THE TALL ship Lord Nelson returned today after a two year voyage around the world which has seen it sail over fifty thousands nautical miles.
The 55-metre ship was the first to circle the world with disabled crew members and arrived on the Thames today accompanied by TS Tenacious, both of which are owned by the Jubilee Sailing Trust charity.
During Nellie's trip around the world on the Norton Rose Fulbright Sail the World Challenge, she crossed the equator six times and was crewed by a thousand people, including 350 with a physical disability.
She set off from Southampton in September 2012 and arrived back through Tower Bridge this morning at 10.30am, mooring alongside HMS Belfast while the Royal Marines Band gave her a rousing welcome.
Duncan Souster, Chief Executive of the Jubilee Sailing Trust, said:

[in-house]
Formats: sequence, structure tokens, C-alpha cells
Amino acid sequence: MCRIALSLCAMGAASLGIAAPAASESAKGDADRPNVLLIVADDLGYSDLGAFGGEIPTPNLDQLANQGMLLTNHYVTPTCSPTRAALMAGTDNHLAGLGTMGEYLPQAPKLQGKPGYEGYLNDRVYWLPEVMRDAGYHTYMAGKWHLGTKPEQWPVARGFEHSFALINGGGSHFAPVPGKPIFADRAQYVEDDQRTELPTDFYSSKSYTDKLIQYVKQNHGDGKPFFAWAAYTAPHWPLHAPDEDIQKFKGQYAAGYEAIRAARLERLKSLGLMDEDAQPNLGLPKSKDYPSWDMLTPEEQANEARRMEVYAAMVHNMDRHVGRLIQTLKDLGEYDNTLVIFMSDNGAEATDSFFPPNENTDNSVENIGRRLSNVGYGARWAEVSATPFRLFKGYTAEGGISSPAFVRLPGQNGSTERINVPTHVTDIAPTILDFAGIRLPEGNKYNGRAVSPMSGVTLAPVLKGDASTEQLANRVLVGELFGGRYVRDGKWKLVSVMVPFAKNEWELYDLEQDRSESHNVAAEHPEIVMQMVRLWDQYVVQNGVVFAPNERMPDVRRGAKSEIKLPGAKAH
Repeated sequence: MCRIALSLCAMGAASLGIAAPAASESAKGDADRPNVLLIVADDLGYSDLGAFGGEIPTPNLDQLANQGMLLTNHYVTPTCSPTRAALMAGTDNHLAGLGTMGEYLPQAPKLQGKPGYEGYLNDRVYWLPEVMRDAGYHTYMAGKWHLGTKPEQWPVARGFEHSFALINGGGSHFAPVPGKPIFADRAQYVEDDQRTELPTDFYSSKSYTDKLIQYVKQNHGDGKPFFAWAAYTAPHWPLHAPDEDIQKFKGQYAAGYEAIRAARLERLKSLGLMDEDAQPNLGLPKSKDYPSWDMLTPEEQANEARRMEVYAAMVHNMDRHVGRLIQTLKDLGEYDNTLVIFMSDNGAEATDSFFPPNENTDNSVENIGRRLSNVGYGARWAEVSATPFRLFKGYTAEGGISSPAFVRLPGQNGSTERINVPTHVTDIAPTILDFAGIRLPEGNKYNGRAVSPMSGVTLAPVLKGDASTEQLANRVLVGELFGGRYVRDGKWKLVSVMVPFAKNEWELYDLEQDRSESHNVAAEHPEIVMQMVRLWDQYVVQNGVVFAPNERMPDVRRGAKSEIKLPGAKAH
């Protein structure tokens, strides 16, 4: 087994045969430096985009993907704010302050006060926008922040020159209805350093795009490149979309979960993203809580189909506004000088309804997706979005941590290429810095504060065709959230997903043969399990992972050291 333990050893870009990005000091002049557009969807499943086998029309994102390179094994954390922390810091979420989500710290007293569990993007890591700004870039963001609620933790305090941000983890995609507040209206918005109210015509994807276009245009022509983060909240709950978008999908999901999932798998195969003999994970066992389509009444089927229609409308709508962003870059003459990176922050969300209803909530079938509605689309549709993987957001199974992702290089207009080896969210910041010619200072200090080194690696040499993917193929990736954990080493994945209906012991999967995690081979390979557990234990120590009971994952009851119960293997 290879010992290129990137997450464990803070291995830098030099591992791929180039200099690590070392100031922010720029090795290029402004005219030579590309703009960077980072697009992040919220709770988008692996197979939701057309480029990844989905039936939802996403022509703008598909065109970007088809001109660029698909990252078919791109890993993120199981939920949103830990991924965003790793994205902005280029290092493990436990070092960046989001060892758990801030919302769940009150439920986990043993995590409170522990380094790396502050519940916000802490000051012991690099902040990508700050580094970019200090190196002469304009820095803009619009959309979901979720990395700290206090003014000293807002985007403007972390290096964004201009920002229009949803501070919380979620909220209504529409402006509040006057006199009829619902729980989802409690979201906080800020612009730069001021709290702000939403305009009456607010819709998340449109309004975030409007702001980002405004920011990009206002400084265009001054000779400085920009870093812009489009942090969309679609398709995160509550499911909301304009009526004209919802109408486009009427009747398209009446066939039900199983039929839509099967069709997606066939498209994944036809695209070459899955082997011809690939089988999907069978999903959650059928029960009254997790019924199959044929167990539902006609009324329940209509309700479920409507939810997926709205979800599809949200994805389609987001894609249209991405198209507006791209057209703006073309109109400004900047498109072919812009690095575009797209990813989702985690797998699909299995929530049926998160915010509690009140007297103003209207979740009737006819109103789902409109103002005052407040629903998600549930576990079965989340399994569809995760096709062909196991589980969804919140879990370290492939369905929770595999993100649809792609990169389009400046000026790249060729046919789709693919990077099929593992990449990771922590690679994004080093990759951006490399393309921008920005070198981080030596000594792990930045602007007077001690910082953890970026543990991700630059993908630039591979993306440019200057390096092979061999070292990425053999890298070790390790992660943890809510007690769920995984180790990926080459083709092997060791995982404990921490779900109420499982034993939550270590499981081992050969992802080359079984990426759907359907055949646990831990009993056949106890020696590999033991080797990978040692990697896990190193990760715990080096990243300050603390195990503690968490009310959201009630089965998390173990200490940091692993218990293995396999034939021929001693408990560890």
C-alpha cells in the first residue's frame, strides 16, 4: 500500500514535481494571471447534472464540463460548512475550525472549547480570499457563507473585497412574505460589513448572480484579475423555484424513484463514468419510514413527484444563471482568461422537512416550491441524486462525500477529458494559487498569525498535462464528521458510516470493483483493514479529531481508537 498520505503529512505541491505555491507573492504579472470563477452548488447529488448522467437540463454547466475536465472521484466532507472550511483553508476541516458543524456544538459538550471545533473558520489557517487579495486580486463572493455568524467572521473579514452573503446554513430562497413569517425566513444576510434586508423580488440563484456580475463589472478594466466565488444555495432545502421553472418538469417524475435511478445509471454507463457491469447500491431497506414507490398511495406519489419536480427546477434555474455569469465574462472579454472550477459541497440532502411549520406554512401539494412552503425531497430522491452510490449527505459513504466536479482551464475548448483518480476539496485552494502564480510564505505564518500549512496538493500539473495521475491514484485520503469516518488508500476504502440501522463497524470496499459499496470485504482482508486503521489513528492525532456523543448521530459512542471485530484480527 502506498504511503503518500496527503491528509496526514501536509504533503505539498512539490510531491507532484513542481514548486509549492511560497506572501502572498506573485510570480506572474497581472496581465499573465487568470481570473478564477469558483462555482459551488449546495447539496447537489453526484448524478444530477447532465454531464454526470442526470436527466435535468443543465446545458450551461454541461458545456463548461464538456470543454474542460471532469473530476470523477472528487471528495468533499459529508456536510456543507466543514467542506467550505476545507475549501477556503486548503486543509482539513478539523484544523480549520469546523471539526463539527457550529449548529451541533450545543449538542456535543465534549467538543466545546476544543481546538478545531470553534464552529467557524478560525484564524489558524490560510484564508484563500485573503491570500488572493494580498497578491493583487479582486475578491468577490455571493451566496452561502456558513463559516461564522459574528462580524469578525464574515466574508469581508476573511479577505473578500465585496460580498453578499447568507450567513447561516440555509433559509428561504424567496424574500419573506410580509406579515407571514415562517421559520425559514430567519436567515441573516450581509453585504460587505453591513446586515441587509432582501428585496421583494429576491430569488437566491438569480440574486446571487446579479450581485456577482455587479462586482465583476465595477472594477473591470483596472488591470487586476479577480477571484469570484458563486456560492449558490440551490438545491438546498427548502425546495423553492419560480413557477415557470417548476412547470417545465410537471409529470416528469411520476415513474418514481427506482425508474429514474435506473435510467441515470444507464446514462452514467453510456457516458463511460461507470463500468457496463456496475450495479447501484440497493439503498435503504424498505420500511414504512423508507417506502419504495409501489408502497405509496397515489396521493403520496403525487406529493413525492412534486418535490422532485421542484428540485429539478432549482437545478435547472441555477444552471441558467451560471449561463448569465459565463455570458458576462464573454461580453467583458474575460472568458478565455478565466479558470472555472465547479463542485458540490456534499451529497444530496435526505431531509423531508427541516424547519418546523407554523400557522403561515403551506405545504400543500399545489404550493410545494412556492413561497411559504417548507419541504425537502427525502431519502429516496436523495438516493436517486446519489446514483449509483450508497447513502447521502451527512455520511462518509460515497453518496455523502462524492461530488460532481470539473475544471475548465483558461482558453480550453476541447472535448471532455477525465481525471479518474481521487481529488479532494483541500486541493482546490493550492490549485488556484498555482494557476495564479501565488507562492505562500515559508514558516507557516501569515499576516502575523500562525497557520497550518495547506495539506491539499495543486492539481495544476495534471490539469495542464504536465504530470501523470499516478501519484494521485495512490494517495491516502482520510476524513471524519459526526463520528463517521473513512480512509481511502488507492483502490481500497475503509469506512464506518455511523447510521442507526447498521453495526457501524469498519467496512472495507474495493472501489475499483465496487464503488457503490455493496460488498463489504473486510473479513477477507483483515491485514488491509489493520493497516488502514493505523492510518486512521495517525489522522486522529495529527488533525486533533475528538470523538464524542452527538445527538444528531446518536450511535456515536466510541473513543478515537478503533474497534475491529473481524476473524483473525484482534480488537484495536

“This is a fantastic achievement by all those on board. They’ve travelled 51,000 miles and visited over 30 countries, all to promote the message of inclusion and in the process had a truly life-changing experience navigating the world’s oceans. The dedication of our expert team is helping to change the perception of what can be achieved by disabled people.”
Tim Marsden, deputy managing partner at Norton Rose Fulbright LLP, said:
“We are immensely proud to have been involved in such a hugely ambitious project. We have supported disadvantaged and disabled communities, financially and voluntarily, through the Norton Rose Fulbright Sail the World Challenge, which has seen our people and our clients raise disability awareness and promote diversity on a global scale.”
Lord Nelson departs back through Tower Bridge on Monday (22nd) at 1.30pm. Tenacious will be at HMS President until Sunday lunchtime.
Buy a copy of a photo from this post as a digital file or print